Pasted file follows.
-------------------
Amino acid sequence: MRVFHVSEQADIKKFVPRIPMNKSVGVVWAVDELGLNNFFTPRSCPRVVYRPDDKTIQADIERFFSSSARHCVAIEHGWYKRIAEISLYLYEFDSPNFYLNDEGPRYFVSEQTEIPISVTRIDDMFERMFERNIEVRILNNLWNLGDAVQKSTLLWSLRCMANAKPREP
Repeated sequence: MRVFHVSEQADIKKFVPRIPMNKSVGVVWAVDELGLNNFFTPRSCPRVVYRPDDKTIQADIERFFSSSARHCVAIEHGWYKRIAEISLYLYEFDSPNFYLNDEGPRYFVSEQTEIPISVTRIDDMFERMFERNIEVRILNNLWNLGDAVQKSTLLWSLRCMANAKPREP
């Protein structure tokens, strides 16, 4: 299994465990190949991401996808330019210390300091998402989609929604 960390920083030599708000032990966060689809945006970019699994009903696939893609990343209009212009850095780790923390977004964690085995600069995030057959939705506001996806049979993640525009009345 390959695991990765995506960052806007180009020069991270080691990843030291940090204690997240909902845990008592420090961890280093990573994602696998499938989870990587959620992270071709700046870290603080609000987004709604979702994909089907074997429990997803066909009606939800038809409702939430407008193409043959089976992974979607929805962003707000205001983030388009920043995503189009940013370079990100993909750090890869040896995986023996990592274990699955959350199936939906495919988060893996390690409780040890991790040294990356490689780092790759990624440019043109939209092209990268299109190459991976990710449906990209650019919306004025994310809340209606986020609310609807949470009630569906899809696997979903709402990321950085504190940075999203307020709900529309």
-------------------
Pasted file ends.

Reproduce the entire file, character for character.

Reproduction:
Amino acid sequence: MRVFHVSEQADIKKFVPRIPMNKSVGVVWAVDELGLNNFFTPRSCPRVVYRPDDKTIQADIERFFSSSARHCVAIEHGWYKRIAEISLYLYEFDSPNFYLNDEGPRYFVSEQTEIPISVTRIDDMFERMFERNIEVRILNNLWNLGDAVQKSTLLWSLRCMANAKPREP
Repeated sequence: MRVFHVSEQADIKKFVPRIPMNKSVGVVWAVDELGLNNFFTPRSCPRVVYRPDDKTIQADIERFFSSSARHCVAIEHGWYKRIAEISLYLYEFDSPNFYLNDEGPRYFVSEQTEIPISVTRIDDMFERMFERNIEVRILNNLWNLGDAVQKSTLLWSLRCMANAKPREP
């Protein structure tokens, strides 16, 4: 299994465990190949991401996808330019210390300091998402989609929604 960390920083030599708000032990966060689809945006970019699994009903696939893609990343209009212009850095780790923390977004964690085995600069995030057959939705506001996806049979993640525009009345 390959695991990765995506960052806007180009020069991270080691990843030291940090204690997240909902845990008592420090961890280093990573994602696998499938989870990587959620992270071709700046870290603080609000987004709604979702994909089907074997429990997803066909009606939800038809409702939430407008193409043959089976992974979607929805962003707000205001983030388009920043995503189009940013370079990100993909750090890869040896995986023996990592274990699955959350199936939906495919988060893996390690409780040890991790040294990356490689780092790759990624440019043109939209092209990268299109190459991976990710449906990209650019919306004025994310809340209606986020609310609807949470009630569906899809696997979903709402990321950085504190940075999203307020709900529309």